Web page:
Tuesday, January 17, 2006

 

TYMAWOR--The new Republican brand

The first time this phrase stuck in my head was when I heard it in one of KGB's speeches. I was watching the whole thing on C-SPAN, because otherwise the media plucks a 3-5 second soundbite, if they show him speaking at all. And the bits they choose are probably subject to White House veto, too.

Anyway, he was doing his flipping the pages bit, in the part after the obligatory "and I wanna thank"s that seem to be filler material. Whoever it is, he didn't know their name yesterday, and he will forget the name by the same time tomorrow, so what's the difference? You know that he's just killing time until his next bike ride or fundraiser, anyway. So sit back and pretend he's grateful to anyone for anything.

So in the flipping of the pages, he said, at one point, "in a time of war, ......." Whatever he said afterward didn't much matter. He got the war point out there, and that's what matters most. But the way he said those words was what I remember. He wasn't saying them with any sort of recognition that families were being torn apart, or that sacrifices were being made. There really was no conviction in them at all. It was like he was describing we might consider to be tedious.

And that's when I realized that "TYMAWOR" (which is what is sounded like when he said it) was just a catchphrase, a buzz word, a code of some sort. It's what allows him to tap our phones without a warrant, read our emails at will, and take us into custody and label us "enemy combatants" without ever proving it to be true.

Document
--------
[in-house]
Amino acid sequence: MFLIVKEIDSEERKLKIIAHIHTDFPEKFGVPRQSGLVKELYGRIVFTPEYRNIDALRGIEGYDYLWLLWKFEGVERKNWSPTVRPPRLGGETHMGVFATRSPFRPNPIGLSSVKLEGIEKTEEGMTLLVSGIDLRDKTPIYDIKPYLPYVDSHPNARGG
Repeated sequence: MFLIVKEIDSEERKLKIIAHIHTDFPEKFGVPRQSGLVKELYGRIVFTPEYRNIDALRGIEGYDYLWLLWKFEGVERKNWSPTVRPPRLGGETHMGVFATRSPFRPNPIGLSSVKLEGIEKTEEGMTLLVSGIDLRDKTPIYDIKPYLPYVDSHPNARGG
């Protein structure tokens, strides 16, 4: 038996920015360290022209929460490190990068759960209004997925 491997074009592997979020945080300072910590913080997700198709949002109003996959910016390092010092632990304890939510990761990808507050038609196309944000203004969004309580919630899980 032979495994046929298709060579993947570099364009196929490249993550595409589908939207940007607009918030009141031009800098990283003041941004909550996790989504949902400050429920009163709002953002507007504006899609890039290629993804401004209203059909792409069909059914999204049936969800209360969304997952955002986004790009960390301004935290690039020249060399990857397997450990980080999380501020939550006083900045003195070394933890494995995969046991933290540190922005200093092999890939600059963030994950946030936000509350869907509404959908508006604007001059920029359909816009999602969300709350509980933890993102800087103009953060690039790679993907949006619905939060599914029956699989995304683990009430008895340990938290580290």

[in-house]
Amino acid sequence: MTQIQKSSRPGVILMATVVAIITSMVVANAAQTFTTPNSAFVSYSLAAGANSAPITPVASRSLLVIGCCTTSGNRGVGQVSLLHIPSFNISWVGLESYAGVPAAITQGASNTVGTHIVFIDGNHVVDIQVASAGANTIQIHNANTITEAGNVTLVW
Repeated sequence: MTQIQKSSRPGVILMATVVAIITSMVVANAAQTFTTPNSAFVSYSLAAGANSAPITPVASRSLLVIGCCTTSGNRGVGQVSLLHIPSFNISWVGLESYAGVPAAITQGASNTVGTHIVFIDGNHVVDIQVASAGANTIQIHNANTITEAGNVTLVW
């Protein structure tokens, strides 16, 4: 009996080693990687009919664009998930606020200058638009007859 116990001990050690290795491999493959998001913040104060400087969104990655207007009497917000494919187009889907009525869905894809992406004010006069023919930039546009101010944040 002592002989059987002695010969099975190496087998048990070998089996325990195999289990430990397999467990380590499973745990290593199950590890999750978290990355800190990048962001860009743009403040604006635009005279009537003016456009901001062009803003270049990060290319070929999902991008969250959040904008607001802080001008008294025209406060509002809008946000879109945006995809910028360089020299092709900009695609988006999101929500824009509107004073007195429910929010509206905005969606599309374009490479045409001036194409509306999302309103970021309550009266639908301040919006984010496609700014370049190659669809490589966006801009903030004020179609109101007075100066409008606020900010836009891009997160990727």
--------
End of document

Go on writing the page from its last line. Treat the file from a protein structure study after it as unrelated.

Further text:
The phrase turned up again when the NSA wiretapping story finally came out. It also turned up in the "we can debate this war, but only in ways that do not give aid and comfort to the enemy" bit that was floated recently. I'm sure we'll hear it in the State of the Union speech too. He may not describe it in tones more appropriate for telling about dental work, but the term will be in there. Guaranteed.

I say this because I don't think "TYMAWOR" justifies what he and his people are doing. The Constitution still applies, even as this never-ending "war" drags on. I am now on the lookout for this term, with its unspoken message of "screw the Constitution. I can do what I want, because I'm the commander in chief." And the term becomes weaker and weaker with each added reference. At least for me, anyway.

Hang in there John.

Peace.

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